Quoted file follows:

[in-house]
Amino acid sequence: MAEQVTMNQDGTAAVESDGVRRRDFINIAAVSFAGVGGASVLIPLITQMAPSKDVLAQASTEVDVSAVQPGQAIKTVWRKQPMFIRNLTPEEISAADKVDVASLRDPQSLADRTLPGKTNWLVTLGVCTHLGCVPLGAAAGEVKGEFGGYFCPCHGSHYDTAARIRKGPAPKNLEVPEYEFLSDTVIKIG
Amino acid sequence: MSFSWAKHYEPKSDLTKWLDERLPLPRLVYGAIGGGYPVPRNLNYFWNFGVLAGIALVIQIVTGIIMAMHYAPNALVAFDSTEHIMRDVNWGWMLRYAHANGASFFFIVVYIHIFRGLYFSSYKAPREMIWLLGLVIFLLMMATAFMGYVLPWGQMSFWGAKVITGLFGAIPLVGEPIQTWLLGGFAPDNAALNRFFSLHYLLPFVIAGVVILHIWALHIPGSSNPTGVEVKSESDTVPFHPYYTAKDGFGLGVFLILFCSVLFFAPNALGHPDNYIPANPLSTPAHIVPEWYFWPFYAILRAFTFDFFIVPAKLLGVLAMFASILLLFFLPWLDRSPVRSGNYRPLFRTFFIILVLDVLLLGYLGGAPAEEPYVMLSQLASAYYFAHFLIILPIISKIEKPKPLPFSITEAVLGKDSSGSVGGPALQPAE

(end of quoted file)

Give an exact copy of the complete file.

[in-house]
Amino acid sequence: MAEQVTMNQDGTAAVESDGVRRRDFINIAAVSFAGVGGASVLIPLITQMAPSKDVLAQASTEVDVSAVQPGQAIKTVWRKQPMFIRNLTPEEISAADKVDVASLRDPQSLADRTLPGKTNWLVTLGVCTHLGCVPLGAAAGEVKGEFGGYFCPCHGSHYDTAARIRKGPAPKNLEVPEYEFLSDTVIKIG
Amino acid sequence: MSFSWAKHYEPKSDLTKWLDERLPLPRLVYGAIGGGYPVPRNLNYFWNFGVLAGIALVIQIVTGIIMAMHYAPNALVAFDSTEHIMRDVNWGWMLRYAHANGASFFFIVVYIHIFRGLYFSSYKAPREMIWLLGLVIFLLMMATAFMGYVLPWGQMSFWGAKVITGLFGAIPLVGEPIQTWLLGGFAPDNAALNRFFSLHYLLPFVIAGVVILHIWALHIPGSSNPTGVEVKSESDTVPFHPYYTAKDGFGLGVFLILFCSVLFFAPNALGHPDNYIPANPLSTPAHIVPEWYFWPFYAILRAFTFDFFIVPAKLLGVLAMFASILLLFFLPWLDRSPVRSGNYRPLFRTFFIILVLDVLLLGYLGGAPAEEPYVMLSQLASAYYFAHFLIILPIISKIEKPKPLPFSITEAVLGKDSSGSVGGPALQPAE